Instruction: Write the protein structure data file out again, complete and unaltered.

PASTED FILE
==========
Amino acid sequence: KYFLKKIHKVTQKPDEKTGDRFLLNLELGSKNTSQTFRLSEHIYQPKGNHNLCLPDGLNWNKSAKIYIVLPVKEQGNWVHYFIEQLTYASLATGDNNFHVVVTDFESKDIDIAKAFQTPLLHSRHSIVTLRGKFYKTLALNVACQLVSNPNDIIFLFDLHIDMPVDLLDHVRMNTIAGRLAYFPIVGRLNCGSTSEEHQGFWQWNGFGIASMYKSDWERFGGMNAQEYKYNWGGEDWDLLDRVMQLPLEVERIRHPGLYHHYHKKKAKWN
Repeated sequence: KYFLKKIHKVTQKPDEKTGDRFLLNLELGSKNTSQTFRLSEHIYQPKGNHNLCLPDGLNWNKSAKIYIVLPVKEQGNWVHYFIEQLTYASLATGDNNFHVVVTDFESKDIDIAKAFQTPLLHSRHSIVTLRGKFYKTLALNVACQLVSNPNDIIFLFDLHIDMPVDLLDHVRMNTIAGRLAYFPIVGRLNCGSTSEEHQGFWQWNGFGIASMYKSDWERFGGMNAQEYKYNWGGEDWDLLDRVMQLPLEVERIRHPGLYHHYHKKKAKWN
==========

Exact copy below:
Amino acid sequence: KYFLKKIHKVTQKPDEKTGDRFLLNLELGSKNTSQTFRLSEHIYQPKGNHNLCLPDGLNWNKSAKIYIVLPVKEQGNWVHYFIEQLTYASLATGDNNFHVVVTDFESKDIDIAKAFQTPLLHSRHSIVTLRGKFYKTLALNVACQLVSNPNDIIFLFDLHIDMPVDLLDHVRMNTIAGRLAYFPIVGRLNCGSTSEEHQGFWQWNGFGIASMYKSDWERFGGMNAQEYKYNWGGEDWDLLDRVMQLPLEVERIRHPGLYHHYHKKKAKWN
Repeated sequence: KYFLKKIHKVTQKPDEKTGDRFLLNLELGSKNTSQTFRLSEHIYQPKGNHNLCLPDGLNWNKSAKIYIVLPVKEQGNWVHYFIEQLTYASLATGDNNFHVVVTDFESKDIDIAKAFQTPLLHSRHSIVTLRGKFYKTLALNVACQLVSNPNDIIFLFDLHIDMPVDLLDHVRMNTIAGRLAYFPIVGRLNCGSTSEEHQGFWQWNGFGIASMYKSDWERFGGMNAQEYKYNWGGEDWDLLDRVMQLPLEVERIRHPGLYHHYHKKKAKWN